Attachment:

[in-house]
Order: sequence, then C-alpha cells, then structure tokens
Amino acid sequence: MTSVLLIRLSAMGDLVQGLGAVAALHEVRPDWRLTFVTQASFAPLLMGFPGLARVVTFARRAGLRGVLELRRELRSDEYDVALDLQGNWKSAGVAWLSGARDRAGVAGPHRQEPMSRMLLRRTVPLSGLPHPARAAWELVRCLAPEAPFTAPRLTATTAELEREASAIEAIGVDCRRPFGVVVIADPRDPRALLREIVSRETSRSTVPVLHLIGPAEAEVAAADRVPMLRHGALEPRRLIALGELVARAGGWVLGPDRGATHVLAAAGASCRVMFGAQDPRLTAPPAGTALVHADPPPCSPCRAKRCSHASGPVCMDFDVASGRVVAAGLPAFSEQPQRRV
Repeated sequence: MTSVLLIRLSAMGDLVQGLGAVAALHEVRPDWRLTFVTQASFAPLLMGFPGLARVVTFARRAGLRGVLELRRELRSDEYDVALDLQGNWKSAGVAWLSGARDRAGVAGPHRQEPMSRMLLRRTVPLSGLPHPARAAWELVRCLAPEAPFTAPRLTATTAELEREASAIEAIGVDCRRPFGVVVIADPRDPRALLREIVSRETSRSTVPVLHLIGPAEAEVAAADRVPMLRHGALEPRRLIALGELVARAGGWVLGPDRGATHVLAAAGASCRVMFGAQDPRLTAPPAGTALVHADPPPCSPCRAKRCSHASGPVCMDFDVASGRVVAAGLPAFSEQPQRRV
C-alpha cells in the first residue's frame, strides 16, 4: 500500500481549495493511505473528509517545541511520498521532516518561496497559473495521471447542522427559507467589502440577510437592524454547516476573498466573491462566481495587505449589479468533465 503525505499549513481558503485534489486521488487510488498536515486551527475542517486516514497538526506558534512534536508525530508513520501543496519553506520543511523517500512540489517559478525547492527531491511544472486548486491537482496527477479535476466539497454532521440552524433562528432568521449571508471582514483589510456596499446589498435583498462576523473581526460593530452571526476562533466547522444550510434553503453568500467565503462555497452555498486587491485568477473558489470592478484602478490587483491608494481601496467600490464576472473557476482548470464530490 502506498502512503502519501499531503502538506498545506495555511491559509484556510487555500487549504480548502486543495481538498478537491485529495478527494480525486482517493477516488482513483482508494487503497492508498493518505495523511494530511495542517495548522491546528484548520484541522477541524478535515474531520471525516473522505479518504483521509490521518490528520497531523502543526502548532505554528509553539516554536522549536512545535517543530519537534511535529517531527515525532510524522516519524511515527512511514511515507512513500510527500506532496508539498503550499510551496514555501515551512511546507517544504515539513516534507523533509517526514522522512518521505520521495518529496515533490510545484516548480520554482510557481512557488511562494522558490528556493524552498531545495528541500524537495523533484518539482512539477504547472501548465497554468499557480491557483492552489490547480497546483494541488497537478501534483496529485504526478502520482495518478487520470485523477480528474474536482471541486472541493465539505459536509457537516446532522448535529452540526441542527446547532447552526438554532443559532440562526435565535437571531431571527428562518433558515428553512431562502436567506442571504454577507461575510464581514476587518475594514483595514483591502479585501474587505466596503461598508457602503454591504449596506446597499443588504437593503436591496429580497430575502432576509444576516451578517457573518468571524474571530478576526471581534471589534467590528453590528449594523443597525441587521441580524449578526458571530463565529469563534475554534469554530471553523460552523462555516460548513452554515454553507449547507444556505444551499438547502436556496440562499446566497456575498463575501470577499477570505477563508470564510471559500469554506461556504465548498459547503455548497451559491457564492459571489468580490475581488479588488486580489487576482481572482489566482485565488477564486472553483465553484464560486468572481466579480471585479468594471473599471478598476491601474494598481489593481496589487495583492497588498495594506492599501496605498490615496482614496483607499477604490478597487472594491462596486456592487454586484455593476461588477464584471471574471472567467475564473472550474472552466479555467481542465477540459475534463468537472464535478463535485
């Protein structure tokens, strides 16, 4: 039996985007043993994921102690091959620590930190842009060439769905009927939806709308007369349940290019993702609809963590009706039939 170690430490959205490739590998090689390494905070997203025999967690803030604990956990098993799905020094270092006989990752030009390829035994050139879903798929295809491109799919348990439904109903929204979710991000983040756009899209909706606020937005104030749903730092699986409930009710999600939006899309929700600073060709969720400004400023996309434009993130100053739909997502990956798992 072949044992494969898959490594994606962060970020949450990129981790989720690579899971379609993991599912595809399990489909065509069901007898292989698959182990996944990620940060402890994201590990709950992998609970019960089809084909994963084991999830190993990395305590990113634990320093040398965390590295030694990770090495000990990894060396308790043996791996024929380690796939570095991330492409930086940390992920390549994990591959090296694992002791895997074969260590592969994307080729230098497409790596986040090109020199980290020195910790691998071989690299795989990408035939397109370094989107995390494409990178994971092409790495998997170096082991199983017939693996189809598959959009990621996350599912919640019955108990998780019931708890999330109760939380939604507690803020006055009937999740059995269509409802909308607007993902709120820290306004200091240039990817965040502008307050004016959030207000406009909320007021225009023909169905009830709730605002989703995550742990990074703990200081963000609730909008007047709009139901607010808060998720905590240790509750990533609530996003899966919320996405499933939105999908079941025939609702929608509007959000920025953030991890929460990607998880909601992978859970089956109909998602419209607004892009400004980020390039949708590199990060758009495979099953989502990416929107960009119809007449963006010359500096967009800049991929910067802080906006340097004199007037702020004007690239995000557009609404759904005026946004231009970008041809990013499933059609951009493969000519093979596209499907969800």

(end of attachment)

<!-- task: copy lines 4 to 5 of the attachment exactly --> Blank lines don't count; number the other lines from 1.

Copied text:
Repeated sequence: MTSVLLIRLSAMGDLVQGLGAVAALHEVRPDWRLTFVTQASFAPLLMGFPGLARVVTFARRAGLRGVLELRRELRSDEYDVALDLQGNWKSAGVAWLSGARDRAGVAGPHRQEPMSRMLLRRTVPLSGLPHPARAAWELVRCLAPEAPFTAPRLTATTAELEREASAIEAIGVDCRRPFGVVVIADPRDPRALLREIVSRETSRSTVPVLHLIGPAEAEVAAADRVPMLRHGALEPRRLIALGELVARAGGWVLGPDRGATHVLAAAGASCRVMFGAQDPRLTAPPAGTALVHADPPPCSPCRAKRCSHASGPVCMDFDVASGRVVAAGLPAFSEQPQRRV
C-alpha cells in the first residue's frame, strides 16, 4: 500500500481549495493511505473528509517545541511520498521532516518561496497559473495521471447542522427559507467589502440577510437592524454547516476573498466573491462566481495587505449589479468533465 503525505499549513481558503485534489486521488487510488498536515486551527475542517486516514497538526506558534512534536508525530508513520501543496519553506520543511523517500512540489517559478525547492527531491511544472486548486491537482496527477479535476466539497454532521440552524433562528432568521449571508471582514483589510456596499446589498435583498462576523473581526460593530452571526476562533466547522444550510434553503453568500467565503462555497452555498486587491485568477473558489470592478484602478490587483491608494481601496467600490464576472473557476482548470464530490 502506498502512503502519501499531503502538506498545506495555511491559509484556510487555500487549504480548502486543495481538498478537491485529495478527494480525486482517493477516488482513483482508494487503497492508498493518505495523511494530511495542517495548522491546528484548520484541522477541524478535515474531520471525516473522505479518504483521509490521518490528520497531523502543526502548532505554528509553539516554536522549536512545535517543530519537534511535529517531527515525532510524522516519524511515527512511514511515507512513500510527500506532496508539498503550499510551496514555501515551512511546507517544504515539513516534507523533509517526514522522512518521505520521495518529496515533490510545484516548480520554482510557481512557488511562494522558490528556493524552498531545495528541500524537495523533484518539482512539477504547472501548465497554468499557480491557483492552489490547480497546483494541488497537478501534483496529485504526478502520482495518478487520470485523477480528474474536482471541486472541493465539505459536509457537516446532522448535529452540526441542527446547532447552526438554532443559532440562526435565535437571531431571527428562518433558515428553512431562502436567506442571504454577507461575510464581514476587518475594514483595514483591502479585501474587505466596503461598508457602503454591504449596506446597499443588504437593503436591496429580497430575502432576509444576516451578517457573518468571524474571530478576526471581534471589534467590528453590528449594523443597525441587521441580524449578526458571530463565529469563534475554534469554530471553523460552523462555516460548513452554515454553507449547507444556505444551499438547502436556496440562499446566497456575498463575501470577499477570505477563508470564510471559500469554506461556504465548498459547503455548497451559491457564492459571489468580490475581488479588488486580489487576482481572482489566482485565488477564486472553483465553484464560486468572481466579480471585479468594471473599471478598476491601474494598481489593481496589487495583492497588498495594506492599501496605498490615496482614496483607499477604490478597487472594491462596486456592487454586484455593476461588477464584471471574471472567467475564473472550474472552466479555467481542465477540459475534463468537472464535478463535485